Thursday, February 25, 2010

All Things Alice

I cannot possibly express how excited I am about the new Alice in Wonderland flick! I've loved Lewis Carroll's Alice in Wonderland and Through the Looking Glass since I can remember. My love originated from my fascination with Victorian England and my intense desire to be whisked away to an elaborate fantasy world (a la Narnia, Oz, et al.) The best thing about Alice in Wonderland was that, unlike similar stories, it wasn't overly didactic. The point wasn't to learn a lesson or defeat an enemy, it was to see if Alice would make it back to her own world relatively unscathed. Along the way, she had to deal with difficult and often obnoxious people who created obstacles to achieving her goal. For kids, many of the people Alice met seemed like the grown ups in their own lives, who often make their own rules and twist logic to suit their own needs.

Over the years, there have been many versions of these classic tales, including a stage version that Carroll himself wrote. I collect all that is Alice, so here are a few of my favorite takes on Wonderland:

1. The Annotated Alice
Martin Gardner takes a "behind the scenes" look at Alice in Wonderland. The text is preserved, but Gardner adds footnotes that explain the often obscure inside jokes and references found in the book. For the true Alice fan, it's a must have, but it's also extremely useful source for those writing papers about the books and/or the author.

2. Fantastic Alice
Edited by Margaret Weiss, Fantastic Alice is a collection of short stories that explore different facets and characters from Wonderland. Not all the stories are wonderful, but Gary A. Braunbeck's story "The Rabbit Within" never fails to make me cry.

3. American McGee's Alice
An awesome take on the third-person shooter, American McGee's Alice combines the use of weapons and puzzle solving to work through the game. The game is a dark, twisted version of Wonderland, which is perfect for me! Even though it's an older game, I have played it several times and it is always challenging and fun.

4. Disney's Alice in Wonderland
Of course, the iconic animated feature HAD to be included in this list. Almost as good as Carroll's version, this film is one of my favorites.

5. Nick Willing's TV Miniseries Alice in Wonderland
Boasting a full cast of celebrities and a faithful adaption of the story, this made-for-TV version is beautiful and a lot of fun. The casting choices of Christopher Lloyd (the White Knight) and Gene Wilder (the Mock Turtle) were stellar!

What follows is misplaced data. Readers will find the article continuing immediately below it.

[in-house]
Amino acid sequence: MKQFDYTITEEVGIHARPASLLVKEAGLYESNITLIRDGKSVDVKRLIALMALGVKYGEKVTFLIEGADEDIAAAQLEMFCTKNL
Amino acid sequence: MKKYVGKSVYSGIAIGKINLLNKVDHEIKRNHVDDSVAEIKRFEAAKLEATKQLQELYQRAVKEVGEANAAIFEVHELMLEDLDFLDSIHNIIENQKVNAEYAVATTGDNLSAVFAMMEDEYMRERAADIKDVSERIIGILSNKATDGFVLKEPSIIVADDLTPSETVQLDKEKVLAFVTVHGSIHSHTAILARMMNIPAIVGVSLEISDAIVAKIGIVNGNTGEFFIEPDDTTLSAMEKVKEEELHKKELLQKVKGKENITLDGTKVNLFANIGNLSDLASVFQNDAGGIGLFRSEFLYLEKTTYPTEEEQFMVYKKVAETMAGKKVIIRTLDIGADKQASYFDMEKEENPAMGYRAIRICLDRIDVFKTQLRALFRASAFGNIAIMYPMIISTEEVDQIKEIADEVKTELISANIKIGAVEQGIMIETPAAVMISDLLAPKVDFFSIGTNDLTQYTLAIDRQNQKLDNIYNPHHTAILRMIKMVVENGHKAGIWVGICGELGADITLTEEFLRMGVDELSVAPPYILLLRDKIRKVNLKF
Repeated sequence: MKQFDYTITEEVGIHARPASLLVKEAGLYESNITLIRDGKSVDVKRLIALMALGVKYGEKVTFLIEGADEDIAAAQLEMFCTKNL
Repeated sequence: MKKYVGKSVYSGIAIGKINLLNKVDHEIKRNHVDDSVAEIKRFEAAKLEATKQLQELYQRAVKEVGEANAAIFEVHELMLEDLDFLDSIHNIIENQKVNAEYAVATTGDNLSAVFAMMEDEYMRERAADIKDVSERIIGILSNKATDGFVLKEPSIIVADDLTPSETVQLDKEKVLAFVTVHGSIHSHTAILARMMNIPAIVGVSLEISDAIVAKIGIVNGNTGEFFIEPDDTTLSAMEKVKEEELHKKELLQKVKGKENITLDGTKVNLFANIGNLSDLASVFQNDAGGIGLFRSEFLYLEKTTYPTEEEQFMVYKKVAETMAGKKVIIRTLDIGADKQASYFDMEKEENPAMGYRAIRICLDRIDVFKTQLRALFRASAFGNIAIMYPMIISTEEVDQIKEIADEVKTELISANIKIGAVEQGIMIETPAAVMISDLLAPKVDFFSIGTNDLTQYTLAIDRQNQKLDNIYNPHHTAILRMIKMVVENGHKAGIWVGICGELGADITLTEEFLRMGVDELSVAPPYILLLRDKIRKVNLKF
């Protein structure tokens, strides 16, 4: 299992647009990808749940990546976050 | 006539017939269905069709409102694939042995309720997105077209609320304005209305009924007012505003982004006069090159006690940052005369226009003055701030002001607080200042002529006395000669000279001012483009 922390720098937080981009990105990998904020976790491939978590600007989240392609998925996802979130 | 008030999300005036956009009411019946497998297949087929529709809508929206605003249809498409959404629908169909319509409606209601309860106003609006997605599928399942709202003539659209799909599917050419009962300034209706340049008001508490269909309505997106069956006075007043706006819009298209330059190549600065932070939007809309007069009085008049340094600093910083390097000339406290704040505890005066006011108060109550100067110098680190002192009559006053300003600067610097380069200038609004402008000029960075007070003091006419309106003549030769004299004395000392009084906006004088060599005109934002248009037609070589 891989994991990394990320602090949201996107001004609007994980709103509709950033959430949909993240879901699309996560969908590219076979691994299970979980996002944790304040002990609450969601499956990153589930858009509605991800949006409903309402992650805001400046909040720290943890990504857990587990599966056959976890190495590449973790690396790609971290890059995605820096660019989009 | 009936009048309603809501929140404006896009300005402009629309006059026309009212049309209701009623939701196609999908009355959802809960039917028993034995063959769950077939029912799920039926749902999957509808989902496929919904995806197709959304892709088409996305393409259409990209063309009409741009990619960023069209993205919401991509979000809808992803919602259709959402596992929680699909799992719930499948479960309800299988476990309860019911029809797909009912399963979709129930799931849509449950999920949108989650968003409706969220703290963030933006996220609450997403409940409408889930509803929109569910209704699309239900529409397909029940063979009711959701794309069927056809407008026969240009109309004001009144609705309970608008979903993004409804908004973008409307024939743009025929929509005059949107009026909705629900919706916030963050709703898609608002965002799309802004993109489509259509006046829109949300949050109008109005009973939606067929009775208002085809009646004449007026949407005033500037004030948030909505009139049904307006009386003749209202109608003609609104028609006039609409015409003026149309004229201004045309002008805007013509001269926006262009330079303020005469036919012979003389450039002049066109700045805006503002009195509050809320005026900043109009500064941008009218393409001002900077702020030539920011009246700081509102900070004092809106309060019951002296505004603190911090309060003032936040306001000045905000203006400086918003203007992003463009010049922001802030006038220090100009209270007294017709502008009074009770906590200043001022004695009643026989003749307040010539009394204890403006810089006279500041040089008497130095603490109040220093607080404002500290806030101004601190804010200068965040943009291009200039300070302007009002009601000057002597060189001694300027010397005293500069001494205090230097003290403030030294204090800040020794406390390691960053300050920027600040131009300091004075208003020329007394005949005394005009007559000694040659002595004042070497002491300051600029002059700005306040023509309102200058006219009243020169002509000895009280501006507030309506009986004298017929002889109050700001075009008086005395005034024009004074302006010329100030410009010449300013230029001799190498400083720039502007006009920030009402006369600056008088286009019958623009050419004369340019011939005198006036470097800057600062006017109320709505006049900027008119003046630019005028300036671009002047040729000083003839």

6. Nick Willing's Sci-Fi Miniseries Alice
Willing explores Alice yet again with his more modern science fiction series Alice. Matt Frewer is excellent as the White Knight, Kathy Bates rocked the Queen of Hearts, and I loved Andrew Lee Potts as Hatter!

From what I've seen of the Tim Burton version, it looks fabulous! I do wish they had not combined the characters of the Queen of Hearts (Alice in Wonderland) and the Red Queen (Through the Looking Glass), but I understand why they did. It would have been nice to see the dichotomy of the logical (sort of), governess-like Red Queen and the dreamy, scatterbrained White Queen, though.

I love how Burton used Sir John Tenniel's original illustrations (accept no substitute!) as inspiration for the film. It shows a dedication to preserving what is great about the original stories.

If you see the movie and love it . . . read the books!

Monday, February 22, 2010

And On the Other Side of the Coin . . .

{Editor's note: This post is an experiment wherein I discuss a TV show, the late "Pushing Daisies", that bridges the gap between what would seem to be my two mutually exclusive sets of interest: The retro, old-movie loving, secretly wishes to be a housewife side and the geeky sci-fi enthusiast, horror movie lover, macabre true crime fan side. Because the two blogs I pen would have theoretically separate audiences (although, with my friends, I suspect there would be more overlap than normal), I am trying to appeal to both sides without turning either side off. Thus, the crossover blog posts. If this idea fails miserably, I will try not to repeat it . . . but no promises. Now, back to your regularly scheduled post.}

Bryan Fuller is the king of quirky, witty . . . and ultimately cancelled shows. My favorite of his doomed creations is "Pushing Daisies". "Daisies" is/was the story of a pie maker named Ned who could bring the dead back to life . . . with a few restrictions. As the name suggests, death is interwoven in each episode's storyline. As a fan of true crime shows (and the occasional CSI/Law and Order SVU flair), the mystery of the murderer and the motive was an instant attraction for me. The show doesn't shirk on the gruesome deaths and black humor abounds. My personal favorite: Ned and Emerson's lively debate about the morality of calling the recently resurrected "zombies" versus "alive again". A good example of the gruesome played for laughs, Missy Pyle's character Betty Bee's return from fatal bee stings, pictured here:

The show is smartly written, interweaving obvious puns with subtle humor, ensuring that each script is intensely multi-layered. The show is also chock full of eccentric characters who initially seem flat or stereotypical, but each episode reveals something new about them, not unlike peeling back layers of an onion. The show is delightfully quirky (think Tim Burton's Big Fish) and balances out the macabre, and often tragic, circumstances with a whimsical, modern fairytale feel.